If I was an animal, I would dig a hole and hide in it when things were too much. The person that I am copes by huddling my family closer in this home we’ve made together. I want to close the curtains, disconnect the WiFi and pretend it’s just us. Really I’m not coping, just hiding. Eventually I have to come out and actually deal with the world. Life has been heavy the last few weeks. We have too many... [Read More]Read more
Teachers, I’m asking for some grace. We’re in our first full week of the new school year. We’ve done the back-to-school nights and signed all the papers. We’re almost in the groove, heavy emphasis on almost. Give me time to acclimate to the four varying schedules and demands of our children. Half our kids don’t have homework. The other half will, one far more than the other. There are reading logs to keep and behavior ladders to memorize. When I... [Read More]Read more
Some of the best money we spend each year is the $80 used to purchase an America the Beautiful National Parks and Federal Recreational Lands Pass. The pass gives us free access to over 2,000 federally managed recreation sites across the United States. This year we have a 4th grader who qualifies for a free pass through the Every Kid in a Park program. I’m always looking for ways to save money. This saves us $80 and allows for access... [Read More]Read more
Confidence is fleeting in my parenting game. One day I think we’ve got this. The next, Craig and I are looking at each other wondering what we’re supposed to do. This morning I had no clue what to do when a child potentially breaks bones. By this evening, I had it figured out. Almost 14 years into parenting and we had yet to have any child break a bone. The simple act of running ruined that record. Our first-grader was... [Read More]Read more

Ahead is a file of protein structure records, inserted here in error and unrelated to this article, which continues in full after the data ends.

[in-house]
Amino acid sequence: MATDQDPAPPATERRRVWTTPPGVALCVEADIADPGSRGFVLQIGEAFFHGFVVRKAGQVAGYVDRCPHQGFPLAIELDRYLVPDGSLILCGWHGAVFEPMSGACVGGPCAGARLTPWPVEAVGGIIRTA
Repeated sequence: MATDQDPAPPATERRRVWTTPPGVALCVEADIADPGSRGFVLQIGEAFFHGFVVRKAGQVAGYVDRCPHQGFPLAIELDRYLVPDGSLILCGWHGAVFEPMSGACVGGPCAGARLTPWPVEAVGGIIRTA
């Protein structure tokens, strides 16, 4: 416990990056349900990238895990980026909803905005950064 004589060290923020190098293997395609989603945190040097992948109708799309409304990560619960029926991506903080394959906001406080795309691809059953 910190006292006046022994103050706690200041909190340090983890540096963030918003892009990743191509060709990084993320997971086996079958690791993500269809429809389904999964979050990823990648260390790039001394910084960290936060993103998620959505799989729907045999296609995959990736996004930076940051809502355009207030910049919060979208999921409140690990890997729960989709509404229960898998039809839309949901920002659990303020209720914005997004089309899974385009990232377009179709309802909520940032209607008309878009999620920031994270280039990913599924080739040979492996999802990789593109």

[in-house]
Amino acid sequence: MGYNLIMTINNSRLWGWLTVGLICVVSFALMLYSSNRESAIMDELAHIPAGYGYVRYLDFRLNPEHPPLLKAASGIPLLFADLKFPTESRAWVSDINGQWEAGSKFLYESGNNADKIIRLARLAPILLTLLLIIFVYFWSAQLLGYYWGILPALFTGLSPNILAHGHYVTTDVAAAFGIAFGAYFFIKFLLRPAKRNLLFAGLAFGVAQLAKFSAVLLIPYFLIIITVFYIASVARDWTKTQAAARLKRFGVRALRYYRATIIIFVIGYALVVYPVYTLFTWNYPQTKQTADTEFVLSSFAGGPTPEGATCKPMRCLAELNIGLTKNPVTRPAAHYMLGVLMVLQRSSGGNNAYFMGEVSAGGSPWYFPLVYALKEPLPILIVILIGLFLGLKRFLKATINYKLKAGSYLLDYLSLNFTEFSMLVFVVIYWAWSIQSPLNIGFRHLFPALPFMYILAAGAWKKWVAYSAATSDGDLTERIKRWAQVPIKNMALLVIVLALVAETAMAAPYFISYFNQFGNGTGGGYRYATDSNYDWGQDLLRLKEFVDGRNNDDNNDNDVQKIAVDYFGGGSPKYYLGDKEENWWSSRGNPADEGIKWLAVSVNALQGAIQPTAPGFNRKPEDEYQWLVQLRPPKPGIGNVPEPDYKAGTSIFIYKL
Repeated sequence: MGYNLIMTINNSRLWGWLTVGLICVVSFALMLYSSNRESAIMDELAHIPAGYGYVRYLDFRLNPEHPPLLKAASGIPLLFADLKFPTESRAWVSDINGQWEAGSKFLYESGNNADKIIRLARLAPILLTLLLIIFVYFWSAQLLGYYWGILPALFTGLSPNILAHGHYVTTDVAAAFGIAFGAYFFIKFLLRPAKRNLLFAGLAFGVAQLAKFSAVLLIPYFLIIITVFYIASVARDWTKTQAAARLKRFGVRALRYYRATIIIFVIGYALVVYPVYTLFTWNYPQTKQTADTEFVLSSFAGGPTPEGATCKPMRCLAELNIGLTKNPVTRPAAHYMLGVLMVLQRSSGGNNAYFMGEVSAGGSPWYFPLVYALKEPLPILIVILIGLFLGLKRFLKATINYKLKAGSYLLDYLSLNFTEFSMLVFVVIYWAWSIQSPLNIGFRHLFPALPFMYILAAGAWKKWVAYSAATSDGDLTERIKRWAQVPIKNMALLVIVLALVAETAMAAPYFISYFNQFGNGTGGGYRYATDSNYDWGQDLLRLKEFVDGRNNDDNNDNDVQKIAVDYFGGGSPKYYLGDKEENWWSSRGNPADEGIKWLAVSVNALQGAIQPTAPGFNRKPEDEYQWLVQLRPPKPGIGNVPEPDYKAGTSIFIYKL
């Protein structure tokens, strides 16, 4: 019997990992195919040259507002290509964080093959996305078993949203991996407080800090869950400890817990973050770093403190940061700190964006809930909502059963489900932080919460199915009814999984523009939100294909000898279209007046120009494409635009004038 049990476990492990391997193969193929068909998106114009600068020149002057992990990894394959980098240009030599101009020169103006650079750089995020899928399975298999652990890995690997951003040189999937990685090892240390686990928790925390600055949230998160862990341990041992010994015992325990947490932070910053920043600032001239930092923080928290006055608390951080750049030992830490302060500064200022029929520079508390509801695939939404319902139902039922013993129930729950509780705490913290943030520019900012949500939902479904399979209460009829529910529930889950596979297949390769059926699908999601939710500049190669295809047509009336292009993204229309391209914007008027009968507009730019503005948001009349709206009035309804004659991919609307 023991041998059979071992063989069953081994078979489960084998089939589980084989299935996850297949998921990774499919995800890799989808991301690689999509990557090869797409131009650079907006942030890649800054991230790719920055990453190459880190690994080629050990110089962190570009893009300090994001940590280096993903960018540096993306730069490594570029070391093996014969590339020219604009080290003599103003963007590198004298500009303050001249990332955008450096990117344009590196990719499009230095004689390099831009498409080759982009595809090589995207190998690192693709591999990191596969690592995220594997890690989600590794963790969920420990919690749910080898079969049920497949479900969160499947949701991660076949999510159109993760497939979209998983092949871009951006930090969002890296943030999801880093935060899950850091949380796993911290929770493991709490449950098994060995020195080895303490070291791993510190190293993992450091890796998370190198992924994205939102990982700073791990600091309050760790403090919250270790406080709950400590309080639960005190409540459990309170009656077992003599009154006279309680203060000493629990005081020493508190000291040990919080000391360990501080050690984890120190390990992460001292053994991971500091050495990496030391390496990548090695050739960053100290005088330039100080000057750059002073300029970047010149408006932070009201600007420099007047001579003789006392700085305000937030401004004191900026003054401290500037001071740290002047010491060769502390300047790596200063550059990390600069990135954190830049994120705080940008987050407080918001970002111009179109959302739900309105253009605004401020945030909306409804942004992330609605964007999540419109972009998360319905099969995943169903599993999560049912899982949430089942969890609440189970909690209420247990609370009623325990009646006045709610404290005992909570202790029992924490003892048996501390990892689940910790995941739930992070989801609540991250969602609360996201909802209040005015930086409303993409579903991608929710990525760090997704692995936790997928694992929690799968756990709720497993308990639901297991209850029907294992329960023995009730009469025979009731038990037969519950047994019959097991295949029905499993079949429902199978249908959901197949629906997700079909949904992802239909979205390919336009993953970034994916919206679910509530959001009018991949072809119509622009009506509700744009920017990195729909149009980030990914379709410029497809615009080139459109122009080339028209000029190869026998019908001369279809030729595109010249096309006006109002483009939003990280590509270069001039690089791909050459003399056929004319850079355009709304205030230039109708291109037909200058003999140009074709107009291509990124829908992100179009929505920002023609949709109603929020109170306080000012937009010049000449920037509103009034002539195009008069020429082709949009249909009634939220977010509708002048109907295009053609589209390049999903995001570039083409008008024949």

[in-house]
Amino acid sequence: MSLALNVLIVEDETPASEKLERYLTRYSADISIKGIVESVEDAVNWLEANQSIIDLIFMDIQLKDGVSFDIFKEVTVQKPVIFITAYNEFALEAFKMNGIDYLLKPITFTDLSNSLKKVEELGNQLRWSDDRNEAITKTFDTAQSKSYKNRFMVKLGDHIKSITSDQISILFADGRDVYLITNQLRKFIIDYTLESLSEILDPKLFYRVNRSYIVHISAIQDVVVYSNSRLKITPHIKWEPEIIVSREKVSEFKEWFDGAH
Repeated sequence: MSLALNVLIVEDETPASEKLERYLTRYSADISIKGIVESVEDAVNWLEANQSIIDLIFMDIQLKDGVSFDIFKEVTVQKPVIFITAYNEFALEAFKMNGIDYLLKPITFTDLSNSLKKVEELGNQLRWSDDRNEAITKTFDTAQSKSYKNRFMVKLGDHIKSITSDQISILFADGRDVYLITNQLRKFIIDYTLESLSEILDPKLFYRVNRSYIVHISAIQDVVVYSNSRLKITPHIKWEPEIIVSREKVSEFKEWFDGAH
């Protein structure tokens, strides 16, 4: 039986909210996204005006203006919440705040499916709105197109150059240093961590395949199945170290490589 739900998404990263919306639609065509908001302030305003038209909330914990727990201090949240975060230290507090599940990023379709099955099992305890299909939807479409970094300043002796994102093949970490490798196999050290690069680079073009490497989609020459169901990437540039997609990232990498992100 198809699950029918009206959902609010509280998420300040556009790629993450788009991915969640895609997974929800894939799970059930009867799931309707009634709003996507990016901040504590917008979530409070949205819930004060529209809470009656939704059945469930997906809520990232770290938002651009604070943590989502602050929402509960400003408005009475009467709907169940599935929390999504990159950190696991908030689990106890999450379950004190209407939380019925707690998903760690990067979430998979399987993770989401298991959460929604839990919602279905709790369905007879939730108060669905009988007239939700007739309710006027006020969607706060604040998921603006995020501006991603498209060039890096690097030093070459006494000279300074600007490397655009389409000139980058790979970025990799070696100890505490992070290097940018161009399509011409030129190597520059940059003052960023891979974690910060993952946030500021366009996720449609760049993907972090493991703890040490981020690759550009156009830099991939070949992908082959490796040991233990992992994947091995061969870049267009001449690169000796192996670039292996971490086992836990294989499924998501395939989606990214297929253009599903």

Our second oldest son and I were driving to his 6th grade orientation last week. His brothers and sister weren’t with us. This was the perfect time to talk one-on-one about heading to middle school. I over-think and prepare for situations. I was going to begin with talking about responsibility before moving into the importance of kindness and bravery before wrapping up with a shortened version of previous talks on drugs, alcohol and sex. I’d given this talk to his... [Read More]Read more
She told me I was overly sappy. She accused me of looking at parenting through rose-colored glasses. I was told I was crazy for not wanting my kids to head back to school. I’ll admit to being a sap. It’s taken me years to embrace the fact that I’m an emotional person. I have all the feelings all of the time. I’m passionate and a little emotionally volatile. I feel my way through life, and no longer make apologies for... [Read More]Read more
Barcelona 1992. That was when my passion for all things Summer Olympics began. I watched everything I could in those pre-Internet days and stood in the grocery store reading magazine article after magazine article devouring every athlete profile tidbit I could. Gail Devers, Jennifer Capriati, Derek Redman and the basketball Dream Team were brought up in conversation as if they were friends of the family. Not much has changed in 22 years. My passion for the Olympics runs deep, and... [Read More]Read more
We’ve spent our summer doing what we do best: wandering. I play the part of responsible adult most of the year, attending meetings, turning work in on time, volunteering, and running kids hither and thither. Summer is for following my gypsy heart. I long for deserted roads stretching to the horizon and open vistas from the mountain tops. I pour over the road atlas and maps looking for the next place to visit. I’m sidetracked by road signs. I constantly... [Read More]Read more
Each year I make a short list of books to read, places to visit and a new thing to learn. I manage to finish the book list and cross off places we visited. Then there’s the thing to learn. For three years, the new thing has remained the same: take a ballet class. It sits at the bottom of the list with me making no attempts to make it a reality. The excuses piled up. I’m almost 40, surely too... [Read More]Read more
Something has been missing all week. Someone actually…two someones. Our oldest two sons have been at summer camp this week which is the first time half of the children have been away at the same time. It’s been interesting to see our third son step into the role of oldest for the week. He’s been extremely helpful and attentive to his sister. He’s enjoyed being the leader instead of the one who tags along with whatever his older siblings want... [Read More]Read more